Coogan doesn’t merely play a featured acting role; he also co-produced and co-wrote (with Jeff Pope) the film, having been deeply touched by the book on which this factual story is based: Martin Sixsmith’s The Lost Child of Philomena Lee. Up to this moment, Coogan’s writing oeuvre has been similarly comic, often of the shrieking variety; with Pope’s help, he nonetheless delivers a sensitive, restrained and genuinely touching script.

Clearly, Coogan recognized that he need not oversell the material with florid dialogue or acting histrionics; the story’s core facts deliver their own emotional wallop. Besides which, Frears (Dirty Pretty Things, The Queen and many others) is too accomplished a director to allow that sort of nonsense. He guided Helen Mirren to an Academy Award; he may well have done the same for Dench here.

Sixsmith began his career as a BBC foreign correspondent, working various parts of the world for nearly two decades before crossing the aisle in 1997, to join Tony Blair’s just-elected government. Four years later, Sixsmith was linked to the scandal that enveloped Jo Moore, a government spin doctor who got caught burying domestic “bad news” in the wake of the 9/11 terrorist attacks in the States.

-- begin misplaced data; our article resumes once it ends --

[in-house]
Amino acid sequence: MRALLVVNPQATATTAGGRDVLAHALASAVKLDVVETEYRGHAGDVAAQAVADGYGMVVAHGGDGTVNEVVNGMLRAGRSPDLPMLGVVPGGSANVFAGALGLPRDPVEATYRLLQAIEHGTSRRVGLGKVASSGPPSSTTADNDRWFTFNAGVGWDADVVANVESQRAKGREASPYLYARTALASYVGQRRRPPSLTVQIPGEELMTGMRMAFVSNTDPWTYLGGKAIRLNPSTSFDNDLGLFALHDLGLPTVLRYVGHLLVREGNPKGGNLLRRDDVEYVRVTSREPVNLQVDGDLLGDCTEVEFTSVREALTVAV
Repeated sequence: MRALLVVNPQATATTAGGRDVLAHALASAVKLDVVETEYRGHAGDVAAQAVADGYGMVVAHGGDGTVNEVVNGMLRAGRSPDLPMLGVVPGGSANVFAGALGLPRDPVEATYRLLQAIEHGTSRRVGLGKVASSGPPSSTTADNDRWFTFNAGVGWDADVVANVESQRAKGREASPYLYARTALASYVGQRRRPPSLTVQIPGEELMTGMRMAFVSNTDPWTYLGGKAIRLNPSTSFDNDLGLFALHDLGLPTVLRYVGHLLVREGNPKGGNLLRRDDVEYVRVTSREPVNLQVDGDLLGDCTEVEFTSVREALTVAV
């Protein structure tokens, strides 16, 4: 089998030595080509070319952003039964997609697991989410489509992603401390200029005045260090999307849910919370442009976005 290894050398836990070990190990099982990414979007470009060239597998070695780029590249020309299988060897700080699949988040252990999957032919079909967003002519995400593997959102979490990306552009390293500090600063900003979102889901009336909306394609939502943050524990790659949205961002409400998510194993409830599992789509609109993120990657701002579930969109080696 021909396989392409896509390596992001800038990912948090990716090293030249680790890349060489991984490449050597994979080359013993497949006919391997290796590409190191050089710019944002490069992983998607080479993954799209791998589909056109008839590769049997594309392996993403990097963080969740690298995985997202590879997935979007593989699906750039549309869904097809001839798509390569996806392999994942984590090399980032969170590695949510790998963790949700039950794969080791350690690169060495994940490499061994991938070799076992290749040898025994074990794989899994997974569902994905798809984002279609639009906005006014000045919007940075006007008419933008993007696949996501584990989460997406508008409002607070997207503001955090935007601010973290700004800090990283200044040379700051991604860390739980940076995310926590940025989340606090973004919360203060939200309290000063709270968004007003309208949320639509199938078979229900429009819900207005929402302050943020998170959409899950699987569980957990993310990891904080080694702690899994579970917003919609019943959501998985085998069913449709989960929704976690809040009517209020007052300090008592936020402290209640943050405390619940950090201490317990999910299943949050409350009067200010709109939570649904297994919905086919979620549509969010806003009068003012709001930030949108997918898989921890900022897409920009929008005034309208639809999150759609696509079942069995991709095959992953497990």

It’s important to note that Sixsmith was on the right side of the scandal. Proof of his efforts to prevent additional, similar behavior by Moore were leaked to the press, which made him a pariah at 10 Downing Street ... not the first time an honorable man has been made a scapegoat for doing the right thing.

I mention all this because Frears’ film fails to supply these details, and merely introduces Sixsmith (Coogan) as a deeply frustrated — and newly unemployed — journalist and (vaguely defined) government wonk who elicits crocodile pity from former colleagues who bump into him at obligatory cocktail parties. With nothing on his plate but a feeble plan to write a book on Russian history, Sixsmith’s midlife crisis makes him the perfect mark during a chance encounter with a young woman named Jane (Anna Maxwell Martin).